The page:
Months after several large corporations spoke against the upcoming marriage amendment, small businesses in Minneapolis are following suit.
Cupcake, a local cafe and bakery near the University of Minnesota, opposes the amendment that would constitutionally define marriage between one man and one woman.
Kevin VanDeraa, owner of Cupcake, said the issue hits home because some of his staff, as well as himself, are gay.
“We’ve got several employees that are young and want to get married someday,” said VanDeraa. “They should have every opportunity to do that.”
Cupcake employees have “Vote No” bumper stickers on all of their vehicles and use Facebook to spread their message against the amendment.
“People come in cheering us on,” VanDeraa said. “Not just gay people but people in general really appreciate our efforts.”
The day after General Mills announced its position against the amendment, Cupcake “stood with them” and donated 100 percent of the proceeds from their signature Betty Crocker cupcake to Minnesotans United for All Families — an organization opposed to the amendment.
“People heard about what we were doing and came in that day, specifically to get the Betty Crocker cupcake,” VanDeraa said. “They wanted to do anything to help.”
VanDeraa said Cupcake is always looking to do events and fundraisers to fight the amendment.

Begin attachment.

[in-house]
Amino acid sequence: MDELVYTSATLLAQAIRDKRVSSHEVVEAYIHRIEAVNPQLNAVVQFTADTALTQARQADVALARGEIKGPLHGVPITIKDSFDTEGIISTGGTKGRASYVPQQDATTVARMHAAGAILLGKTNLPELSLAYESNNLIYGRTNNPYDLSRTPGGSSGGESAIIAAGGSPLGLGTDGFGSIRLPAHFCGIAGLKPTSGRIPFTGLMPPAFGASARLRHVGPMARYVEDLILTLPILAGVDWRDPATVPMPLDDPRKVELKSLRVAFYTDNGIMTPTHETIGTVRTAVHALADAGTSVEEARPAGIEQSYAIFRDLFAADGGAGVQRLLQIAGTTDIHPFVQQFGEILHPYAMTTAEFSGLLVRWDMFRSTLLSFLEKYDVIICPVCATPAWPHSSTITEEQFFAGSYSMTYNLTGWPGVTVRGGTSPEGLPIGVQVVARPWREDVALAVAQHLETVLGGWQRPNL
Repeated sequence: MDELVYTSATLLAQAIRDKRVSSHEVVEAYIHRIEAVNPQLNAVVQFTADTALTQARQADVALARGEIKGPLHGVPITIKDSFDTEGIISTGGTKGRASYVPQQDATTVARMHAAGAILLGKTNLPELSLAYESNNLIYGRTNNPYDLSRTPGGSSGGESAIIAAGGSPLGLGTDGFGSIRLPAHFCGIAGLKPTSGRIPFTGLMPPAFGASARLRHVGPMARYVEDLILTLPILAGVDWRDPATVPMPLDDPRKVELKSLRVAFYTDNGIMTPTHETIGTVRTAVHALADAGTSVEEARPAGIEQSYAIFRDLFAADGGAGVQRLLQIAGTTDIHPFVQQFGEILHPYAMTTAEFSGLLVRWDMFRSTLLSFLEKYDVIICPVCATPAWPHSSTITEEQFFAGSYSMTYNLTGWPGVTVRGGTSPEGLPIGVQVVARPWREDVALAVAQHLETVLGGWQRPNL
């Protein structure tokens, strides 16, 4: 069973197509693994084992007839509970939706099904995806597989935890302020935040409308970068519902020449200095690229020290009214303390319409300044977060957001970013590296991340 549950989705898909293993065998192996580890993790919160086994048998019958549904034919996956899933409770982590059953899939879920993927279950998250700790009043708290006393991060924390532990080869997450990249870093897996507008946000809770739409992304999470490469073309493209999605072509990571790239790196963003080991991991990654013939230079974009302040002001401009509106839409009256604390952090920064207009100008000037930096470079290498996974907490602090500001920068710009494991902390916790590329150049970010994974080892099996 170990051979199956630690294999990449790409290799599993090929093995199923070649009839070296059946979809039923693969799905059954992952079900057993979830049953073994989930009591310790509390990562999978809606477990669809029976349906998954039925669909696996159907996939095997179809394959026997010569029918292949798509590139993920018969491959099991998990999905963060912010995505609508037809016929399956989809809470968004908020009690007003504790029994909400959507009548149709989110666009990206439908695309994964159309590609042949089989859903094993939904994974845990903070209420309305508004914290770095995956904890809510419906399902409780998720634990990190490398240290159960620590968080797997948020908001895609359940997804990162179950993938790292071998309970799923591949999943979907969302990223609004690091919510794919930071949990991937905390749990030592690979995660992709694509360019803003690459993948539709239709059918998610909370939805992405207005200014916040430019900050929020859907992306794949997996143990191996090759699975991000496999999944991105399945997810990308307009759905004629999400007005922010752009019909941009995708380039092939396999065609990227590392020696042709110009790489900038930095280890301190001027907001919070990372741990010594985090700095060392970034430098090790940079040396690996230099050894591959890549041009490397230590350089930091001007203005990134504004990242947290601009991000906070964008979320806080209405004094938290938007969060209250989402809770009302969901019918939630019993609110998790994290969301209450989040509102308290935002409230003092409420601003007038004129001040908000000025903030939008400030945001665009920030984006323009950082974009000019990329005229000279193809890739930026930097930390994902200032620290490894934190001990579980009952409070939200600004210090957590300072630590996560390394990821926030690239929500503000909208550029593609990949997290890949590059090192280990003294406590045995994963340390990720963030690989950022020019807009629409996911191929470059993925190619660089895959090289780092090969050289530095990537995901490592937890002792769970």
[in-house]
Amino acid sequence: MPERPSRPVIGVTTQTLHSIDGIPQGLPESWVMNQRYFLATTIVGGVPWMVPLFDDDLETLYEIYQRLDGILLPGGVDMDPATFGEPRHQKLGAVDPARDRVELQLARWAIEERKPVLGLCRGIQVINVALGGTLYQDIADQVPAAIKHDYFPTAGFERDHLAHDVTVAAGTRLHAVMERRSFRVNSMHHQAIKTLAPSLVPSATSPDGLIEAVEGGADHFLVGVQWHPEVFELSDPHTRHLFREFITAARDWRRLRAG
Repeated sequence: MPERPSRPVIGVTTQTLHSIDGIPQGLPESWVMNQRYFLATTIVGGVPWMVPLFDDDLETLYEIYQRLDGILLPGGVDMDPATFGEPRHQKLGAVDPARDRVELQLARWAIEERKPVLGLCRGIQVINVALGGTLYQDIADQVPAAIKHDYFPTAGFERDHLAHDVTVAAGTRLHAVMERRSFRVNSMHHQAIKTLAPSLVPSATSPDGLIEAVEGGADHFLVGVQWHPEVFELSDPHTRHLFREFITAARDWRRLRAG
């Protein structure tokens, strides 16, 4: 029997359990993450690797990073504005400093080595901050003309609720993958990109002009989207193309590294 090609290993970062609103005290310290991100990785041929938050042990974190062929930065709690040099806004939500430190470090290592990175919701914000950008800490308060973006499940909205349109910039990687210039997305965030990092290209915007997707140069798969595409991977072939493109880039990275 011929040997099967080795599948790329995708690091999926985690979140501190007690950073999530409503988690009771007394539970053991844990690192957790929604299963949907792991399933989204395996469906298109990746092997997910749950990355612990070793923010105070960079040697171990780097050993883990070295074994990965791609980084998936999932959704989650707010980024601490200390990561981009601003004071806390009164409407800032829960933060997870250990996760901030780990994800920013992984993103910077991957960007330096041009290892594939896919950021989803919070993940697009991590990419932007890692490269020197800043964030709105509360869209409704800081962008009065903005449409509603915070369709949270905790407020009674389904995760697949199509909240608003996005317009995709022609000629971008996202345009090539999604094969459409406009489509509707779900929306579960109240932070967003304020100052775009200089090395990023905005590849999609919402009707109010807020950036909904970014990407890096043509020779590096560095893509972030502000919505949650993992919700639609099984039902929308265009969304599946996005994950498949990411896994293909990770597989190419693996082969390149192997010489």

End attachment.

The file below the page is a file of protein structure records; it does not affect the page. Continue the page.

“We’re standing together to defeat this,” he said.
Wilde Roast Café, a restaurant in St. Anthony Main, is another local business that supports LGBT causes in Minneapolis.
The Big Gay Race, a five-kilometer race that raised funds for Minnesotans United, used Wilde Roast Café as its starting point last weekend.
While big corporations like Chick-fil-A have come out against same-sex marriage, VanDeraa said it’s more common for local businesses to oppose the amendment or stay neutral.
“I think it’s a lot harder for businesses around here to come out and say yes to the amendment,” VanDeraa said. “People want a place where there is no discrimination.”
FirstTech, an Apple computer store in Uptown, supports MN United’s campaign by financially sponsoring events, like The Big Gay Race.
Harvey Zuckman said it’s a very important matter for him and his brothers, who own the store.
“We’ve made available ‘Vote No’ pins, signs and stickers for our employees,” Zuckman said. “There’s no pressure, but it’s been really nice to see people around the office showing interest.”
Spokeswoman for MN United Kate Brickman said hundreds of small businesses throughout Minnesota have signed the petition against the amendment.
“Businesses have been involved in the marriage discussion since the get go,” Brickman said. “This isn’t just a family issue.”
MN United created Businesses United for All Families to steer businesses and their leaders to outreach opportunities across the state.
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